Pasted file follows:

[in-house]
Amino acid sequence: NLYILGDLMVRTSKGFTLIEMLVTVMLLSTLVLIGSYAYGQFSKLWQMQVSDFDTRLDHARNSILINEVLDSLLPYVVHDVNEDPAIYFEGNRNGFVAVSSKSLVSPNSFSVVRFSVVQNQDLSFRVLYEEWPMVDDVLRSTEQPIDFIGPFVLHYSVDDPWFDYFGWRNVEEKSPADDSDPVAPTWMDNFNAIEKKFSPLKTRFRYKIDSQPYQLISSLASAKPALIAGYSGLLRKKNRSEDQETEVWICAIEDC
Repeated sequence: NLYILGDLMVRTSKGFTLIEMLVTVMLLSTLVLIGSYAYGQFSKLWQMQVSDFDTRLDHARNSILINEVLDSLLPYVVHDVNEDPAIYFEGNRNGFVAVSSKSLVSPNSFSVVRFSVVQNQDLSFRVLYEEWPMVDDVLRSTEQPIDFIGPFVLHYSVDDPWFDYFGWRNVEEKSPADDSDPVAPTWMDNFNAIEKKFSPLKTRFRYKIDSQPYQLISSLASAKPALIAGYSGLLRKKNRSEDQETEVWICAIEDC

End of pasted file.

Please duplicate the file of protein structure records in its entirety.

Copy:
[in-house]
Amino acid sequence: NLYILGDLMVRTSKGFTLIEMLVTVMLLSTLVLIGSYAYGQFSKLWQMQVSDFDTRLDHARNSILINEVLDSLLPYVVHDVNEDPAIYFEGNRNGFVAVSSKSLVSPNSFSVVRFSVVQNQDLSFRVLYEEWPMVDDVLRSTEQPIDFIGPFVLHYSVDDPWFDYFGWRNVEEKSPADDSDPVAPTWMDNFNAIEKKFSPLKTRFRYKIDSQPYQLISSLASAKPALIAGYSGLLRKKNRSEDQETEVWICAIEDC
Repeated sequence: NLYILGDLMVRTSKGFTLIEMLVTVMLLSTLVLIGSYAYGQFSKLWQMQVSDFDTRLDHARNSILINEVLDSLLPYVVHDVNEDPAIYFEGNRNGFVAVSSKSLVSPNSFSVVRFSVVQNQDLSFRVLYEEWPMVDDVLRSTEQPIDFIGPFVLHYSVDDPWFDYFGWRNVEEKSPADDSDPVAPTWMDNFNAIEKKFSPLKTRFRYKIDSQPYQLISSLASAKPALIAGYSGLLRKKNRSEDQETEVWICAIEDC